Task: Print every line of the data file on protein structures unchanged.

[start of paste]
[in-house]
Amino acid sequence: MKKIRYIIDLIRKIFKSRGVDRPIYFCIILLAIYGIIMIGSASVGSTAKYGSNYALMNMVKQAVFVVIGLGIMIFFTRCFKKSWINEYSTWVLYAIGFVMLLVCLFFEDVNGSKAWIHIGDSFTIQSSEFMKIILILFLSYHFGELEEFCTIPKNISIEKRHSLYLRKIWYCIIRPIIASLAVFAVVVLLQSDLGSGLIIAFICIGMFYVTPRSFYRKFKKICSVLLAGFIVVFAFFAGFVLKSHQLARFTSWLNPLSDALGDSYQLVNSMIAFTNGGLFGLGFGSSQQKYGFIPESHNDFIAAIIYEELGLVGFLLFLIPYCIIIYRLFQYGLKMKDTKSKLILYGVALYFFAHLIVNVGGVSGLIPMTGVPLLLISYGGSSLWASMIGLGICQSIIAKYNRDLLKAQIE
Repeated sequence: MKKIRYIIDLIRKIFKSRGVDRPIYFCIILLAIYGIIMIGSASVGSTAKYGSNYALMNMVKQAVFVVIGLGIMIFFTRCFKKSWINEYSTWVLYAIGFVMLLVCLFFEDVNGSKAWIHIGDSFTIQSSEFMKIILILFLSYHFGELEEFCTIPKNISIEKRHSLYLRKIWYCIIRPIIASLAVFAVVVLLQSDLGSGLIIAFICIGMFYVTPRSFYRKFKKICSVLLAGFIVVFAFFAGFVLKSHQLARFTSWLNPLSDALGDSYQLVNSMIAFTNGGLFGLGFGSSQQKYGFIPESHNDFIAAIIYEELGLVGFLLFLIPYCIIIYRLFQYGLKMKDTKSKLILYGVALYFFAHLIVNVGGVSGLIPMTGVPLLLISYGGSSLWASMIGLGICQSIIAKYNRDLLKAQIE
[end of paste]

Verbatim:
[in-house]
Amino acid sequence: MKKIRYIIDLIRKIFKSRGVDRPIYFCIILLAIYGIIMIGSASVGSTAKYGSNYALMNMVKQAVFVVIGLGIMIFFTRCFKKSWINEYSTWVLYAIGFVMLLVCLFFEDVNGSKAWIHIGDSFTIQSSEFMKIILILFLSYHFGELEEFCTIPKNISIEKRHSLYLRKIWYCIIRPIIASLAVFAVVVLLQSDLGSGLIIAFICIGMFYVTPRSFYRKFKKICSVLLAGFIVVFAFFAGFVLKSHQLARFTSWLNPLSDALGDSYQLVNSMIAFTNGGLFGLGFGSSQQKYGFIPESHNDFIAAIIYEELGLVGFLLFLIPYCIIIYRLFQYGLKMKDTKSKLILYGVALYFFAHLIVNVGGVSGLIPMTGVPLLLISYGGSSLWASMIGLGICQSIIAKYNRDLLKAQIE
Repeated sequence: MKKIRYIIDLIRKIFKSRGVDRPIYFCIILLAIYGIIMIGSASVGSTAKYGSNYALMNMVKQAVFVVIGLGIMIFFTRCFKKSWINEYSTWVLYAIGFVMLLVCLFFEDVNGSKAWIHIGDSFTIQSSEFMKIILILFLSYHFGELEEFCTIPKNISIEKRHSLYLRKIWYCIIRPIIASLAVFAVVVLLQSDLGSGLIIAFICIGMFYVTPRSFYRKFKKICSVLLAGFIVVFAFFAGFVLKSHQLARFTSWLNPLSDALGDSYQLVNSMIAFTNGGLFGLGFGSSQQKYGFIPESHNDFIAAIIYEELGLVGFLLFLIPYCIIIYRLFQYGLKMKDTKSKLILYGVALYFFAHLIVNVGGVSGLIPMTGVPLLLISYGGSSLWASMIGLGICQSIIAKYNRDLLKAQIE